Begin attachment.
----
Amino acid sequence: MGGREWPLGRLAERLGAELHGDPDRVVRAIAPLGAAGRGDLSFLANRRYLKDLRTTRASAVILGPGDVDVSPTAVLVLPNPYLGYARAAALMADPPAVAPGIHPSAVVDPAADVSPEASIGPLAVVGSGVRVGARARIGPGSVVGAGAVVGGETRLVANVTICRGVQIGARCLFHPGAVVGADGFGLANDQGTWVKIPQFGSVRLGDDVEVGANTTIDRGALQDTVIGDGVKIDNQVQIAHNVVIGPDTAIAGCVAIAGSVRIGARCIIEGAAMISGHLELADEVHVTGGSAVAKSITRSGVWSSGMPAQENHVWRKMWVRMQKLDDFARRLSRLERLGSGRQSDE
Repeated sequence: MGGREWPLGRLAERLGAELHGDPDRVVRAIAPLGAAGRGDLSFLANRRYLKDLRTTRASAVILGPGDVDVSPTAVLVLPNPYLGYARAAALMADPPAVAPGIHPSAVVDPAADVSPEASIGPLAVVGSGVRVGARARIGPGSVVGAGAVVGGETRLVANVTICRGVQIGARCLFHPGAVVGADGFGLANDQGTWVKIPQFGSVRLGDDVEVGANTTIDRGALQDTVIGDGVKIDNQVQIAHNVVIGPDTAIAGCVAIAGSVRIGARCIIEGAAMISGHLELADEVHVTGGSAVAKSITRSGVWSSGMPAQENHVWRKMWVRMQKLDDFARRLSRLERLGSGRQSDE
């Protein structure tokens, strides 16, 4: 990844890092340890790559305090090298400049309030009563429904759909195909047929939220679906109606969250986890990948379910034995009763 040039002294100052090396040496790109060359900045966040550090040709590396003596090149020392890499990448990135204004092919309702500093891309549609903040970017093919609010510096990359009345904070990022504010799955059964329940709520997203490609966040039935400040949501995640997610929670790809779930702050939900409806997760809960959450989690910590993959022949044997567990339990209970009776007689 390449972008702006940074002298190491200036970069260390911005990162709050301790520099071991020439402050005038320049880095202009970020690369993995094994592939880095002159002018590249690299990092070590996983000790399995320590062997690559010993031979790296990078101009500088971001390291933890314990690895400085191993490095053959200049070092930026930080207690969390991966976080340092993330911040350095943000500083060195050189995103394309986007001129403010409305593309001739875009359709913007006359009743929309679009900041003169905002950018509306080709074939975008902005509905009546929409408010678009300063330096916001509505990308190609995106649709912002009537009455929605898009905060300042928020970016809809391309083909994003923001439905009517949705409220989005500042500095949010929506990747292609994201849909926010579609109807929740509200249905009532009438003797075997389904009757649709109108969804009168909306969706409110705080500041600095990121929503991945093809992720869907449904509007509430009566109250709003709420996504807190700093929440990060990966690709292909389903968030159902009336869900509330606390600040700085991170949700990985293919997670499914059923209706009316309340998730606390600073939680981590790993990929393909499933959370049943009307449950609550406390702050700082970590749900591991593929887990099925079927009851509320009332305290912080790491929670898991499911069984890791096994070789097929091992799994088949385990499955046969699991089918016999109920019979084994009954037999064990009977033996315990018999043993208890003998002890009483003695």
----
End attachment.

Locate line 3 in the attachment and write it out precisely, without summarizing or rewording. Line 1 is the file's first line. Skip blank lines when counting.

């Protein structure tokens, strides 16, 4: 990844890092340890790559305090090298400049309030009563429904759909195909047929939220679906109606969250986890990948379910034995009763 040039002294100052090396040496790109060359900045966040550090040709590396003596090149020392890499990448990135204004092919309702500093891309549609903040970017093919609010510096990359009345904070990022504010799955059964329940709520997203490609966040039935400040949501995640997610929670790809779930702050939900409806997760809960959450989690910590993959022949044997567990339990209970009776007689 390449972008702006940074002298190491200036970069260390911005990162709050301790520099071991020439402050005038320049880095202009970020690369993995094994592939880095002159002018590249690299990092070590996983000790399995320590062997690559010993031979790296990078101009500088971001390291933890314990690895400085191993490095053959200049070092930026930080207690969390991966976080340092993330911040350095943000500083060195050189995103394309986007001129403010409305593309001739875009359709913007006359009743929309679009900041003169905002950018509306080709074939975008902005509905009546929409408010678009300063330096916001509505990308190609995106649709912002009537009455929605898009905060300042928020970016809809391309083909994003923001439905009517949705409220989005500042500095949010929506990747292609994201849909926010579609109807929740509200249905009532009438003797075997389904009757649709109108969804009168909306969706409110705080500041600095990121929503991945093809992720869907449904509007509430009566109250709003709420996504807190700093929440990060990966690709292909389903968030159902009336869900509330606390600040700085991170949700990985293919997670499914059923209706009316309340998730606390600073939680981590790993990929393909499933959370049943009307449950609550406390702050700082970590749900591991593929887990099925079927009851509320009332305290912080790491929670898991499911069984890791096994070789097929091992799994088949385990499955046969699991089918016999109920019979084994009954037999064990009977033996315990018999043993208890003998002890009483003695």